SAN DIEGO — Survivors of firestorms that destroyed more than 2,000 homes in Southern California found reasons Sunday to be thankful even as the damage toll mounted and firefighters worked to contain blazes.
Fire officials kept an eye on warm, dry weather that moved in behind a moist, tropical system that allowed fire crews to make gains Saturday. Winds up to 15 mph were expected but weren’t considered a problem.
“This is fire conditions that we can actively fight, unlike the Santa Ana winds,” said Daniel Berlant, a spokesman for the California Department of Forestry and Fire Protection.
But there was a possibility of strong offshore winds in another seven days, he said.
It was the onset of the seasonal Santa Anas — fierce, dry winds blowing from the desert and out to sea — that spread fires across more than 500,000 acres of Southern California during the week, chasing a half-million people from communities as homes burned.
Taking time out to reflect
Despite the destruction, so many who lost so much still gave thanks at church services in some of the hardest-hit communities.
At the Rancho Bernardo Community Presbyterian Church, where 60 families lost homes, they gave thanks for the big things: for lives saved, for families, for friendships. They also gave thanks for small things: a hug, a shoulder to cry on.
Nancy Hylbert gave thanks for a wrought-iron ice cream table and chairs that survived outside, and a terra cotta statue of a cat from her garden.
“They are the only links with my past, “ she said. “I feel a little bit like an amnesiac with no link to my past.”
Barbara Warden escaped her home with only three boxes of photographs and her grandfather’s cuckoo clock.
“We’re sitting in church and I’m saying to myself, ’Our lives will never be the same,”’ she said.
And yet Warden said she, too, was thankful. Nobody in her community or family was hurt.
‘Lot to be thankful for’
A day earlier, she sifted through the ashes of her home and found a sundial given to her by her husband. It was engraved with the message: “Grow old along with me. The best is yet to be.”
“That says it all, doesn’t it?” she said. “We have a lot to be thankful for. We have each other.”
At Crestline, in the Lake Arrowhead region of the fire-ravaged San Bernardino Mountains, about 25 members of the Community Presbyterian Church had to piece together their own worship service because their interim pastor couldn’t get a resident’s card, the crucial piece of identification needed to drive past roadblocks.
A sign outside the church said, “Life is Fragile; Handle with Prayer.”
Members hugged and rejoiced over the congregation’s fortune: The fire had spared all local members’ homes, a woman had given birth to a healthy boy while evacuated, and power had stayed on for those who disobeyed the order to leave town.
“Praise the Father, the Son, and the Holy Spirit; we have lucked out much more than we deserve,” said Bill Lange, a scientist who led the service. “Dear Lord, thank you for sparing us again and thank you for helping all the people who needed the help.”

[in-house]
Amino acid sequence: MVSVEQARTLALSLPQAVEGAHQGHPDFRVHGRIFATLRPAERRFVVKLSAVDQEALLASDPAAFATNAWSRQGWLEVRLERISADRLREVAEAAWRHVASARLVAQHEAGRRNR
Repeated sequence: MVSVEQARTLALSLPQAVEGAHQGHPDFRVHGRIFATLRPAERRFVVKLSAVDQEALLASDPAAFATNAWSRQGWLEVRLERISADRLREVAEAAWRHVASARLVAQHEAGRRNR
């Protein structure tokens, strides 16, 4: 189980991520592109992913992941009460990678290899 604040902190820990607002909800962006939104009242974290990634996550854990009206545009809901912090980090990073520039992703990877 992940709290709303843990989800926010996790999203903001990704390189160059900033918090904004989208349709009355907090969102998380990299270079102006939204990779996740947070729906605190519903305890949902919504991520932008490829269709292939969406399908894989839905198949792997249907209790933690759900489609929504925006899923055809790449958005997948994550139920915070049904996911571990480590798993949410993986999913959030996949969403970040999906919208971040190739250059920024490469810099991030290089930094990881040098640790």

As the organist started playing “Here I Am, Lord,” several women wiped tears from under their glasses.
Fans replace evacuees
Symbolizing the region’s improving outlook, San Diego’s Qualcomm Stadium was surrounded by thousands of people Sunday — but this time they were National Football League fans, not fire evacuees.
The San Diego Chargers’ game against the Houston Texans brought out crowds of tailgaters after a week in which it had appeared the contest would have to be moved.
Heidi Schutte was among volunteers soliciting the crowd for donations to aid fire victims. Her bucket was filled with $5 and $10 bills.
“People have been very generous. There’s no change in here — all bills,” she said.
Before the game, the crowd gave an ovation to a group of firefighters, law enforcement officers and National Guard members. Four firefighters led the Chargers onto the field, and Gov. Arnold Schwarzenegger, surrounded by fire and police chiefs and team captains, presided over the coin toss.
Efforts focused on 7 blazes
As of Sunday, the state Office of Emergency Services tallied 2,767 structures destroyed. The number included 2,013 homes, office spokeswoman Kim Oliver said.
With more than a dozen fires fully surrounded, firefighters were pushing to complete lines around seven others. Containment of those blazes ranged from 50 percent to 97 percent.
“All the manpower is concentrated on the seven fires, so they are going to put those fires out and get them under control very quickly,” Schwarzenegger said during a visit to a victims’ assistance center in El Cajon.
Seven deaths have been directly attributed to the fires, including those of four suspected illegal immigrants, whose burned bodies were found near the U.S.-Mexico border on Thursday.
Eleven Mexicans were being treated at a San Diego hospital for burns suffered in the wildfires after crossing the border illegally, the Mexican government confirmed Saturday. Four were in critical condition.
The American Red Cross has set up a service for evacuees to register their status and for loved ones to search for evacuees. Either call 1-800-REDCROSS or go to disastersafe.redcross.org. Click here for more information on how you can help.
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